Where's the level playing field? CCG sends open letter to ECI

A disturbing pattern of harassment of Opposition leaders on the cusp of the polls calls into question the motivation of central agencies, says the Constitutional Conduct Group

Chief election commissioner Rajiv Kumar announcing the general election schedule in New Delhi on 16 March 2024 (photo: PTI)
Chief election commissioner Rajiv Kumar announcing the general election schedule in New Delhi on 16 March 2024 (photo: PTI)

NH Digital

In the Election Commission of India (ECI) meeting with officers nominated as election observers on 11 March 2024, chief election commissioner (CEC) Rajiv Kumar stressed the importance of ensuring a level playing field for all political parties and candidates and the need to keep both electorate and candidates safe from intimidation and inducements.

Just 10 days after his exhortation, chief minister Arvind Kejriwal was arrested in Delhi liquor policy case, under the draconian provisions of the Prevention of Money Laundering Act (PMLA), where securing bail is extremely difficult.

Today, the Constitutional Conduct Group (CCG) has penned an open letter to the ECI, wondering where the 'level playing field' is at:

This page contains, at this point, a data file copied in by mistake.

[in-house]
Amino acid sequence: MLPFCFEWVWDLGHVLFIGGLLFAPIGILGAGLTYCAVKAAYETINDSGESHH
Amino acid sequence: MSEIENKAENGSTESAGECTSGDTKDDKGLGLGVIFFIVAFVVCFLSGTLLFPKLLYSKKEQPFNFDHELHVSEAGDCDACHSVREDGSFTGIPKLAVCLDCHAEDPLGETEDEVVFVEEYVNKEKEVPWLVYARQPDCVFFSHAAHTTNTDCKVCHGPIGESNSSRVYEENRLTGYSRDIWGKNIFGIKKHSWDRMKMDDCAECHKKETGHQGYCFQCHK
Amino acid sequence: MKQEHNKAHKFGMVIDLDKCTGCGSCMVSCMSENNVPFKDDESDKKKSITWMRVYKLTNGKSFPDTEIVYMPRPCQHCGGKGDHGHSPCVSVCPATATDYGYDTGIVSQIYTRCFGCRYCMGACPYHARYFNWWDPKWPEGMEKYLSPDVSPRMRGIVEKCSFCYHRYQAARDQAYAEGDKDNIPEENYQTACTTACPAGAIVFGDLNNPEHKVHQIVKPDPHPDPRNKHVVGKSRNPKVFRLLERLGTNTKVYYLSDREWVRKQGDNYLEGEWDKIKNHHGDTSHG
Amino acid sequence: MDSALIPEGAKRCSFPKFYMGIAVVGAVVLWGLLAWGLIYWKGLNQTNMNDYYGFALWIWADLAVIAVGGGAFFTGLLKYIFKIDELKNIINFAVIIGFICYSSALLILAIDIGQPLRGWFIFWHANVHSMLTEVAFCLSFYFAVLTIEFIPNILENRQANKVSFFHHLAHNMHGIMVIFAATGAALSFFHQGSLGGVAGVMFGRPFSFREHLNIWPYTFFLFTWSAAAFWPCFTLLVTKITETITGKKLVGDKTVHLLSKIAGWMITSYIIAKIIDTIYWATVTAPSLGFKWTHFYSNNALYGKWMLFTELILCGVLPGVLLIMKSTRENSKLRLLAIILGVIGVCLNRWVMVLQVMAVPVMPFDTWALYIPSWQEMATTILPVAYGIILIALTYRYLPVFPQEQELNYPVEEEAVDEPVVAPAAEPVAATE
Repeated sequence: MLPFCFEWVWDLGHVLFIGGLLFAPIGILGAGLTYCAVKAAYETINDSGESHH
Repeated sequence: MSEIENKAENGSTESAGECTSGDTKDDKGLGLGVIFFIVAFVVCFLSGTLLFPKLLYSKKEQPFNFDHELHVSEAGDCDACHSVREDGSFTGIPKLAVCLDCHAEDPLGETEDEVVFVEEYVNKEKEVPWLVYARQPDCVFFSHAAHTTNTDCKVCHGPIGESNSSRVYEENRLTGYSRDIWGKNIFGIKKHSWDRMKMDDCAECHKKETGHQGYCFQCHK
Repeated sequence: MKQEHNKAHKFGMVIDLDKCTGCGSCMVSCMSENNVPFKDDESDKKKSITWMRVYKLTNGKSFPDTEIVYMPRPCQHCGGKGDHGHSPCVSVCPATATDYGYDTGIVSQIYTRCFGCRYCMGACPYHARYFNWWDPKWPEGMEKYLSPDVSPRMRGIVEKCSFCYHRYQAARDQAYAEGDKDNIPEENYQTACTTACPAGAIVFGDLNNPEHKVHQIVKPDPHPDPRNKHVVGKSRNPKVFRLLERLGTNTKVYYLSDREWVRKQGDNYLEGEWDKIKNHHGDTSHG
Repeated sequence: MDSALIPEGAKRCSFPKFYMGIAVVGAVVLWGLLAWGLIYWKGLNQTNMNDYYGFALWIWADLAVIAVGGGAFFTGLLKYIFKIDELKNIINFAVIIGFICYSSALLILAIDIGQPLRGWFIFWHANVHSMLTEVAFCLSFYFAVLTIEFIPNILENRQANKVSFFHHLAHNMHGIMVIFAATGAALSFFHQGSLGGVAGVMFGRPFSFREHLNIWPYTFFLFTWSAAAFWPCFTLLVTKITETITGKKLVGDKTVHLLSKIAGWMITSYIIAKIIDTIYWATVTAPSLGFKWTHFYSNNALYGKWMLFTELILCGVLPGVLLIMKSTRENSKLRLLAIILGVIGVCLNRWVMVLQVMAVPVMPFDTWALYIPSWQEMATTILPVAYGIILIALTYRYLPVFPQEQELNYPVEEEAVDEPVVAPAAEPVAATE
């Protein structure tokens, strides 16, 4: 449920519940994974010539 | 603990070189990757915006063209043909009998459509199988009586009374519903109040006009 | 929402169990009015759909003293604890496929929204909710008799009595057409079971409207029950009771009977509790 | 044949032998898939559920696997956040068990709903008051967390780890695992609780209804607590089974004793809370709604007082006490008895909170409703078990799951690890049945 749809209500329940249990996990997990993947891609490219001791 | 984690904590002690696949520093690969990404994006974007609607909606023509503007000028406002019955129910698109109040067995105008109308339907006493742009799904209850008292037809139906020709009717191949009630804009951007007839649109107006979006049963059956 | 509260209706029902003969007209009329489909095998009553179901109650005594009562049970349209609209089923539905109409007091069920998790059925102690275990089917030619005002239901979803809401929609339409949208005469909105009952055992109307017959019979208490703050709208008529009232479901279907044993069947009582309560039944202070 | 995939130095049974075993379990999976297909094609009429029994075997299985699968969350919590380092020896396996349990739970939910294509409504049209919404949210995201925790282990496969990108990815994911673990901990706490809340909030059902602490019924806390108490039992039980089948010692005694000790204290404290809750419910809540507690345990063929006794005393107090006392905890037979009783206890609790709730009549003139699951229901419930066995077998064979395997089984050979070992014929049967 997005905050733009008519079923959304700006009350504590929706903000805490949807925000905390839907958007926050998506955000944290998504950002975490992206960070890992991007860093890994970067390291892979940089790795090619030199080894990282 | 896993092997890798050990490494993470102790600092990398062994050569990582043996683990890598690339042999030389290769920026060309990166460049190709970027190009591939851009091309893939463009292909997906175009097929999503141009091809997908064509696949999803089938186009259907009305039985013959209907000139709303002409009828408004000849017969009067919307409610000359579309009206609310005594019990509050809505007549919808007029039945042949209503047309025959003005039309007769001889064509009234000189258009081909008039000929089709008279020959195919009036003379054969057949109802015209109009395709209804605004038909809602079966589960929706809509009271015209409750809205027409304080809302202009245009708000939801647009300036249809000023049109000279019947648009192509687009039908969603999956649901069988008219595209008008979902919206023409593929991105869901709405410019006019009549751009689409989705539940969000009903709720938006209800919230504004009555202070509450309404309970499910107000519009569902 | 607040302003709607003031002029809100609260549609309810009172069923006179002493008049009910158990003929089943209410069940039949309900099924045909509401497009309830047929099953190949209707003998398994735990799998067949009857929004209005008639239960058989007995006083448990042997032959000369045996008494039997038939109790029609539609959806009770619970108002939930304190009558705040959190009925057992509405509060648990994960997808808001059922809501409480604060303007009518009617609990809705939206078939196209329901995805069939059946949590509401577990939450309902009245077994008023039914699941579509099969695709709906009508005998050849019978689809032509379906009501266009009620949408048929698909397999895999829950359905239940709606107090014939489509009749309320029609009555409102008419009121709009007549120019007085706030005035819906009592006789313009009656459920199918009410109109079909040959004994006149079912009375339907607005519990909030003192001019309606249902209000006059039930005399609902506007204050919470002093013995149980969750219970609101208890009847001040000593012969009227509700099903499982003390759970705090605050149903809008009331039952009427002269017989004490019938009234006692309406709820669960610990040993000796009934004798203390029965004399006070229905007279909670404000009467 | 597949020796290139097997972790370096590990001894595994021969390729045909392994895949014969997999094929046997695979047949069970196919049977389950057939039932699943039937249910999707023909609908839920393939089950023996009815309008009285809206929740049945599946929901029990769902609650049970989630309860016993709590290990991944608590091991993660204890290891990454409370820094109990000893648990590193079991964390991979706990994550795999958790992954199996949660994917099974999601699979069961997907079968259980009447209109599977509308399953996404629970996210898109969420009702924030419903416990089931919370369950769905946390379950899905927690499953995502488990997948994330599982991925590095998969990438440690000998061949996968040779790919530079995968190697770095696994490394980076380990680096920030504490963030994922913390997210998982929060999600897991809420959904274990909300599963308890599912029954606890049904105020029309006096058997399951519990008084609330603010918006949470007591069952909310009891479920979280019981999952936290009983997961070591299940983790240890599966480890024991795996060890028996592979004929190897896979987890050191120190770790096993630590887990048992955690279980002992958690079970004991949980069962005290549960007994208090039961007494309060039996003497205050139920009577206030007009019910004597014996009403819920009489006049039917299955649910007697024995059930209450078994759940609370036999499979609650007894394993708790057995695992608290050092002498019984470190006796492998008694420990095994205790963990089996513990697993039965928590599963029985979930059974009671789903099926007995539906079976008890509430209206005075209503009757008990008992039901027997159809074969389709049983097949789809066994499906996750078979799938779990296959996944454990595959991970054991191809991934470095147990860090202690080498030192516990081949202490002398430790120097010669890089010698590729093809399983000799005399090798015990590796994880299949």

We are not questioning the right of law enforcement agencies to take steps to check corruption in high places and bring to book the guilty. What we are concerned about is the timing of this arrest. The liquor policy case has been investigated for over 13 months and two prominent Aam Aadmi Party (AAP) leaders have been in custody for months, with one of them, Sanjay Singh, being released on bail recently, while the former deputy chief minister Manish Sisodia is still in jail.
Even if it is the case of the investigating agency that Mr Kejriwal was evading summons to appear before them, nothing stopped them from questioning him, if necessary, at his residence
The arrest of a senior Opposition political functionary at a juncture when the Lok Sabha elections had been announced and the Model Code of Conduct was in place reeks, to our mind, of deliberate, motivated executive action. The law must take its course, as many legal worthies today never tire of saying, but the heavens would not have fallen if coercive action had been initiated after the end of the election process on 4 June 2024.